Exercise 1: applying two analytical strategies to selected data material

12.30     Lunch

13.30     A tale from the field: analyzing data (Dan Kärreman)

14.30     Hands-on analytical strategies and working in research teams
Exercise 2: applying two analytical strategies to selected data material (Mette Zølner & Magali Gravier)

15.30     Hands-on analytical strategies and working in research teams

Exercise 3: Method combinations (drawing on exercise 1 and 2) (Mette Zølner & Magali Gravier)

17.00/17.15   End of day

Day 4 From data to theorizing

9.00       Using NVIVO for qualitative data analysis: assets and challenges (Joshua Kragh Bruhn, CBS Library)

10.15     Discussing software based vs manual data analysis (Magali Gravier & Mette Zølner)

11.00     What about theorizing? (Magali Gravier & Mette Zølner)

12.30     Lunch

13.30     A tale from the field: ethical issues (Dan Kärreman)

14:30     Two participant presentations on how to implement learnings in own PhD project

15.30     In class home-work – preparing for tomorrow.

Day 5 Implementing on own research

9.00       Student presentations on how to implement learnings in their Ph.D. projects (Mette Zølner & Magali Gravier)

11.30     A tale from the field: presenting and publishing qualitative analyses (Dan Kärreman)

12.30     Lunch

13.30     Student presentations on how to implement learnings in their Ph.D. projects (Mette Zølner & Magali Gravier)

14.30     Wrapping up and evaluations

15.30      End of the course

Learning objectives
  • Enhance the participants’ knowledge and ability to work with qualitative methods and research;
  • Develop the participants’ capacity to reflect critically upon qualitative methods and research
  • Make participants aware of the pros and cons of doing qualitative research (both in general and in regard to specific qualitative methods);
  • Help the participants learn how to present qualitative research convincingly in their PhD and scientific publications.



Start date

End date




Course Literature

Indicative list of literature (An updated list of literature will be uploaded on Canvas).

Alvesson, M. and Sköldberg, K. (2009). Reflexive methodology. New Vistas for qualitative research. London: Sage (2nd edition).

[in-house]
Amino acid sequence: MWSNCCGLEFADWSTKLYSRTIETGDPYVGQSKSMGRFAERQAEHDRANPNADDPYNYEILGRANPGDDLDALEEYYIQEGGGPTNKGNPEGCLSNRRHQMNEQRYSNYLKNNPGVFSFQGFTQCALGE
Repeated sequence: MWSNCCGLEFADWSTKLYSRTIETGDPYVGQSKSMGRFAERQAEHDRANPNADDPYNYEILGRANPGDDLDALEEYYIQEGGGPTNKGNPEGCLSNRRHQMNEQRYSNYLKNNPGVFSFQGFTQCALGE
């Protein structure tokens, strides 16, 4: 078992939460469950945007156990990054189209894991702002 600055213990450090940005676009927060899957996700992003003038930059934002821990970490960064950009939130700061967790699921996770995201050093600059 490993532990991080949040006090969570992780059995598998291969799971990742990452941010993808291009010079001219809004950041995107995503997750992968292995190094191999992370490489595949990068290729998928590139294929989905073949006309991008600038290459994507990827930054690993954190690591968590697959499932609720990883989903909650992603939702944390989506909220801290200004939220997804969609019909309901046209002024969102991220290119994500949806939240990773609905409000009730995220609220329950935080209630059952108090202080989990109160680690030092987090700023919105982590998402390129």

Bhaskar, Roy. 2008. A Realist Theory of Science. Rev. ed. London: Routledge.

Bazeley P. and Jackson, K.  (2013). Qualitative Data Analysis with NVIVO. Sage (2nd ed.)

Cassell C. et al. (2009) Learning to be a qualitative management researcher. Management Learning. 40 (5) 513-533

Flick, U.  (2014). An introduction to qualitative research. London: Sage (5th edition)

Flick, U. (ed) (2014). The Sage Handbook of Qualitative Data Analysis. London: Sage.

Gioia, D. A., K. N. Price, A. L. Hamilton, and J. B. Thomas. 2010. “Forging an Identity: An Insider-Outsider Study of Processes Involved in the Formation of Organizational Identity.” Administrative Science Quarterly, 55: 1–46.

Leroux, P. and Neveu, E. (dir.), 2017. En Immersion. Pratiques intensives du terrain en journalisme, littérature et sciences sociales, Rennes: Presses Universitaires de Rennes, 427 p.

Salmons, J. (2015). Qualitative online interviews. London: Sage (2nd edition).

Saldaña, J. (2013). The coding manual for Qualitative Research. London: Sage.

Silverman, D. (2014). Interpreting qualitative data. London: Sage (5th edition).

Miles, M. B. and Huberman, M. A. (1994). Qualitative Data Analysis. London: Sage (2nd edition).

Braun, V. & Clarke, V. (2006). Using thematic analysis in psychology. Qualitative research in Psychology, 3(2), 77-101.

Tracy, S. J. (2012). Qualitative Research Methods: Collecting Evidence, Crafting Analysis, Communicating Impact. Wiley-Blackwell.

Welch C. et al. (2011). Theorising from case studies: towards a pluralist future for international business research. Journal of International Business Studies, 42: 740-762.

White, P. (2009). Developing Research Questions. Palgrave Macmillan.

DKK 6,500,-

Minimum number of participants

Maximum number of participants

Copenhagen Business School 
Dalgas Have
2000 Frederiksberg
Room: DHV 2.71, 2.70 & 2.69 (second floor)

Contact information
For administrative issues please contact PhD Support: 
Nina Iversen
Tel: 3815 2475

Registration deadline

Course registration is binding after the course registration deadline.  
In case we receive more registrations for the course than we have places, the registrations will be prioritized in the following order: Students from CBS departments, students from other institutions than CBS.